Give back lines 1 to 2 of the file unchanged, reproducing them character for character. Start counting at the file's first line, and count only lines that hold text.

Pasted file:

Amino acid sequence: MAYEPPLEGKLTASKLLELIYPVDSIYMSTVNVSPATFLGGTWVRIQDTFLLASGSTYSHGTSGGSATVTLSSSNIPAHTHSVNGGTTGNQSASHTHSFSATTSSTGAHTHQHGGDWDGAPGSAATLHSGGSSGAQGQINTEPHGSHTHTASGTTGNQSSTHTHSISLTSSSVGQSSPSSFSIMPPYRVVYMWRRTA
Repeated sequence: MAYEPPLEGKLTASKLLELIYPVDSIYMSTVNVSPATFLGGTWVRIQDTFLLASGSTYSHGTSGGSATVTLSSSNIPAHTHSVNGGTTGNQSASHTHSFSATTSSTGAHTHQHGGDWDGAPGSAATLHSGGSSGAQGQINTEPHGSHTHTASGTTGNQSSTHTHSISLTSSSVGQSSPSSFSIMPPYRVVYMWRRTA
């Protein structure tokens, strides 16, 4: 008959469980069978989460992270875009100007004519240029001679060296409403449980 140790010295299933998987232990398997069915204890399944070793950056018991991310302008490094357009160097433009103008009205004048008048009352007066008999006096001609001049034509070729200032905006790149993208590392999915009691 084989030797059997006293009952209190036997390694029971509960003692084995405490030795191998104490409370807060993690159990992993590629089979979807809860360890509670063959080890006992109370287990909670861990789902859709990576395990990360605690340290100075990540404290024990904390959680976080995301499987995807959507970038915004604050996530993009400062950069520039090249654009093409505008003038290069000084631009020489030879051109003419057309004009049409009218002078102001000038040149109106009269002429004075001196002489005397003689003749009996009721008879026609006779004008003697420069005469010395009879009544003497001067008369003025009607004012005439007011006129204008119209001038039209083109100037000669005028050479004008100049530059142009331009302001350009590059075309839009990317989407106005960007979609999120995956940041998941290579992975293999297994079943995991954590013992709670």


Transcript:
Amino acid sequence: MAYEPPLEGKLTASKLLELIYPVDSIYMSTVNVSPATFLGGTWVRIQDTFLLASGSTYSHGTSGGSATVTLSSSNIPAHTHSVNGGTTGNQSASHTHSFSATTSSTGAHTHQHGGDWDGAPGSAATLHSGGSSGAQGQINTEPHGSHTHTASGTTGNQSSTHTHSISLTSSSVGQSSPSSFSIMPPYRVVYMWRRTA
Repeated sequence: MAYEPPLEGKLTASKLLELIYPVDSIYMSTVNVSPATFLGGTWVRIQDTFLLASGSTYSHGTSGGSATVTLSSSNIPAHTHSVNGGTTGNQSASHTHSFSATTSSTGAHTHQHGGDWDGAPGSAATLHSGGSSGAQGQINTEPHGSHTHTASGTTGNQSSTHTHSISLTSSSVGQSSPSSFSIMPPYRVVYMWRRTA